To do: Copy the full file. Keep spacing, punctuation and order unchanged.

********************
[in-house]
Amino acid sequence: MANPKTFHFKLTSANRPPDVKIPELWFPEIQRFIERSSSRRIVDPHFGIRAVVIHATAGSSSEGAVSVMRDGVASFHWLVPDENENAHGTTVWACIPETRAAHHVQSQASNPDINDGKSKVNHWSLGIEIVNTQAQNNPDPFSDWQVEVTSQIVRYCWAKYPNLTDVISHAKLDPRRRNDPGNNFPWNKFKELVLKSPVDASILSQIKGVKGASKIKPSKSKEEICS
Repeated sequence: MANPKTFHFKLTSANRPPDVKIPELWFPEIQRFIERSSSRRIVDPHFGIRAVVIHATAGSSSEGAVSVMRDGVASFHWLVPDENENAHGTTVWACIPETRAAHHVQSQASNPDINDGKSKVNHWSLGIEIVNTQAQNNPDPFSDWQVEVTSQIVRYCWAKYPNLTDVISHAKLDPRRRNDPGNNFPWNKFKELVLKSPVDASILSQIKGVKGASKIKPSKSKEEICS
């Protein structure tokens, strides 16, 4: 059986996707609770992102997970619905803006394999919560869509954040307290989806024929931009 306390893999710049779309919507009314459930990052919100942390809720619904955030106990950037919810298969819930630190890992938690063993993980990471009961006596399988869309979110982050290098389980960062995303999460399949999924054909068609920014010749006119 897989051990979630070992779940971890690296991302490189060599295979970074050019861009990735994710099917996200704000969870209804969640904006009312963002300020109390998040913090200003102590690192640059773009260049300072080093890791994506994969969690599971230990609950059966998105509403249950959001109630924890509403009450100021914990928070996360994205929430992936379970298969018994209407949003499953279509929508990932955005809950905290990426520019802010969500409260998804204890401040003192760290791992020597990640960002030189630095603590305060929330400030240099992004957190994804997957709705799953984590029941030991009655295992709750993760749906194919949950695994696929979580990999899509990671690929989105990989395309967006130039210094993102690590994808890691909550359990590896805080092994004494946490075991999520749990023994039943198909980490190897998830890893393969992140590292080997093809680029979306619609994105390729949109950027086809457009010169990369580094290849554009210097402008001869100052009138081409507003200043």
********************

[in-house]
Amino acid sequence: MANPKTFHFKLTSANRPPDVKIPELWFPEIQRFIERSSSRRIVDPHFGIRAVVIHATAGSSSEGAVSVMRDGVASFHWLVPDENENAHGTTVWACIPETRAAHHVQSQASNPDINDGKSKVNHWSLGIEIVNTQAQNNPDPFSDWQVEVTSQIVRYCWAKYPNLTDVISHAKLDPRRRNDPGNNFPWNKFKELVLKSPVDASILSQIKGVKGASKIKPSKSKEEICS
Repeated sequence: MANPKTFHFKLTSANRPPDVKIPELWFPEIQRFIERSSSRRIVDPHFGIRAVVIHATAGSSSEGAVSVMRDGVASFHWLVPDENENAHGTTVWACIPETRAAHHVQSQASNPDINDGKSKVNHWSLGIEIVNTQAQNNPDPFSDWQVEVTSQIVRYCWAKYPNLTDVISHAKLDPRRRNDPGNNFPWNKFKELVLKSPVDASILSQIKGVKGASKIKPSKSKEEICS
């Protein structure tokens, strides 16, 4: 059986996707609770992102997970619905803006394999919560869509954040307290989806024929931009 306390893999710049779309919507009314459930990052919100942390809720619904955030106990950037919810298969819930630190890992938690063993993980990471009961006596399988869309979110982050290098389980960062995303999460399949999924054909068609920014010749006119 897989051990979630070992779940971890690296991302490189060599295979970074050019861009990735994710099917996200704000969870209804969640904006009312963002300020109390998040913090200003102590690192640059773009260049300072080093890791994506994969969690599971230990609950059966998105509403249950959001109630924890509403009450100021914990928070996360994205929430992936379970298969018994209407949003499953279509929508990932955005809950905290990426520019802010969500409260998804204890401040003192760290791992020597990640960002030189630095603590305060929330400030240099992004957190994804997957709705799953984590029941030991009655295992709750993760749906194919949950695994696929979580990999899509990671690929989105990989395309967006130039210094993102690590994808890691909550359990590896805080092994004494946490075991999520749990023994039943198909980490190897998830890893393969992140590292080997093809680029979306619609994105390729949109950027086809457009010169990369580094290849554009210097402008001869100052009138081409507003200043």